To evaluate utilization of the system, we also supervised a number of periodic questionnaires, i.e., during the midterm of the short semester in August 2020, and the midterm of the odd semester in November 2020. The detail of the questionnaires can be seen in Table 2. Questionnaire S1 to S11 use a 5-points Likert-scale, 1 for strongly disagree, 2 for disagree, 3 for neutral, 4 for agree, 5 for strongly agree. Questionnaire S12 to S15 are multiple-choice, and S16 is an open question. The main objective of S1 to S11 is to determine how related the facilitates to ensure students’ engagement and the perceived quality of the developed learning management system (Henrie, et al., 2015; Söllner et al., 2018). The other objective of S1 to S11 is to evaluate students’ satisfaction with the system. S12 and S13 is to select the most helpful feature, while S14 and S15 is to choose the most difficult feature. S16 is to obtain suggestions to improve the system.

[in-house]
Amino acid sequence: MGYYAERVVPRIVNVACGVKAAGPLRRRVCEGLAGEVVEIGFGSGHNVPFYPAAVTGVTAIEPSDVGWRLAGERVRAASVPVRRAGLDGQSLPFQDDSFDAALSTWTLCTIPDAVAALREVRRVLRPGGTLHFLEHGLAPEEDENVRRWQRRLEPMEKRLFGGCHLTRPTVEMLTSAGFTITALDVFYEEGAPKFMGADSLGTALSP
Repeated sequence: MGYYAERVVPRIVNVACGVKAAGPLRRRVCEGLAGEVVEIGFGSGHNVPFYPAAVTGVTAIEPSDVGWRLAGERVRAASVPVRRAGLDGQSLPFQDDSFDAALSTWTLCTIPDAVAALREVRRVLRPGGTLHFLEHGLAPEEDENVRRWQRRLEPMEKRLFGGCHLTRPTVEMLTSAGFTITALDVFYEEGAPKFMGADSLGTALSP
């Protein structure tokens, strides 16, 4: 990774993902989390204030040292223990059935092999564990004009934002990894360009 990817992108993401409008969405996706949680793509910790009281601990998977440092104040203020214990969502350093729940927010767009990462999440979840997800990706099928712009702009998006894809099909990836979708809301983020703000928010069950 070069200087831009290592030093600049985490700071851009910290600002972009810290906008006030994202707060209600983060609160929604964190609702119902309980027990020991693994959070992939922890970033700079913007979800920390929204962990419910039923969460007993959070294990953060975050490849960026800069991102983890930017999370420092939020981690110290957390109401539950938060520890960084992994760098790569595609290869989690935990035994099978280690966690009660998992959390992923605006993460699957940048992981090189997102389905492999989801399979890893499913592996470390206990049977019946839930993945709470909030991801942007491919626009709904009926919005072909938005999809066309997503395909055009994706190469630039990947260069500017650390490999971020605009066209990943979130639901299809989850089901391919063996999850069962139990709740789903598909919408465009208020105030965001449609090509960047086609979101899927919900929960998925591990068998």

Based on those questionnaires, we evaluate the most influential features and how significantly the system improved during evaluation in the short and odd semester periods. The influential features will show the preferred students’ engagement features, and the system’s improvement will show the effectiveness and qualities of the features observed by the students (Söllner et al., 2018). The features’ influence is measured by using Pearson Correlation Coefficient based on the Likert-scale from the surveys (Yang, Zhong & Xu, 2018), which formula is given in (1).

 

(1)

where

Pearson (xi, yi) = Pearson correlation coefficient of two variables x and y

xi = values of the Likert survey results from students as x-variable

xbar = mean of the Likert survey results from students as x-variable